Choose a lawyer that suits you
Paul Brennan is the principal of Brennans Solicitors, a law firm located on the Sunshine Coast, Queensland, Australia, where he practices with his wife, Diane in the areas of business law, litigation, property and wills/estates.
Over the years, by working in various countries, he noticed how similar the law can be. He set out to explain the law in a simple and often humorous way.
I think most of us like feeling sorry for ourselves from time to time, or all the time in some cases. However, in my experience, it is far more satisfying for other people to feel sorry for you and then for you to reluctantly join in.
When dying, even your enemies could feel a little sorry to see you go.
Regrettably, this death bed “perk” has been devalued lately by so many dying people just not going due to some last minute medical or spiritual tinkering. Professionals call it the “Long Goodbye Syndrome”. Legally this really can be very irritating, especially for the beneficiaries.
However, even if it is just a “dummy run”, preparing for death can be a positive experience provided that you choose the right lawyer. Ideally, choose one a few years younger than yourself. An older lawyer could steal the limelight and a young lawyer may just not “give a monkey’s”.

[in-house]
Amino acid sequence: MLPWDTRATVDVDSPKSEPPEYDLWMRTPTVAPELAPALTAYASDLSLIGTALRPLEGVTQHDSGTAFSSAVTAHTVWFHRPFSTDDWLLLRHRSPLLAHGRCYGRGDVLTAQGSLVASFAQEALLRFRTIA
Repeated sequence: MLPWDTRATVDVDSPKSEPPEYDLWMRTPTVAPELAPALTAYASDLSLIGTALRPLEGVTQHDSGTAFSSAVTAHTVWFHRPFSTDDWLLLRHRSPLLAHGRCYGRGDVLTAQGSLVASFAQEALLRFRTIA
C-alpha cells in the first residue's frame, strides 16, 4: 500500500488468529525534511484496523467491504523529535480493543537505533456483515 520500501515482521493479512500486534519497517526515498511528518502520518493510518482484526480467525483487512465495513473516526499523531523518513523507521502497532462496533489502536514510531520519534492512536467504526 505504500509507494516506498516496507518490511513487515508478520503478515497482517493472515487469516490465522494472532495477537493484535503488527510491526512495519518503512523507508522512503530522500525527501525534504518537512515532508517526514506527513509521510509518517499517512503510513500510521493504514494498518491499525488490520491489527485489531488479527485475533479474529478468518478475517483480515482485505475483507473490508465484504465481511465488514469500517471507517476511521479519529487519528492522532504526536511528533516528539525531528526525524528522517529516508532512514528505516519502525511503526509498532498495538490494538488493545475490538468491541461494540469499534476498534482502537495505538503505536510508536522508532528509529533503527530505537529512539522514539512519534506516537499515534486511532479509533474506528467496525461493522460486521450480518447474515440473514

You need to try and convince your doctor that you are worth saving just in case he or she comes across a last minute cure. With a priest you must be forgiving and repentant so that he puts in a good word for you.
However, with your lawyer, you can just be yourself.
If you do not feel you are a “standard will” sort of person and are looking for something special, test run a few of the sportier models. I am talking about clauses such as: wastrel sons, alcoholic daughters-in-law, former wives, coddled pets, hated neighbours, bizarre charities, the works.
For instance, a perennial favourite is the “Overbearing Husband Special”. Your husband may be being all nice to you now because you are dying but that does not excuse the 25 years of misery that he has put you through. This is your chance for revenge. In fact, it is your last chance for revenge.
Lawyers can do “tea and sympathy” but a critical use is a frank, unsentimental discussion about your money and the people in your life.
Do not be one of those unlucky people who drop dead and miss out on all this.
Extract from "A LEGAL GUIDE TO DYING-baby boomer edition."
© Paul Brennan 2008-16. All Rights Reserved.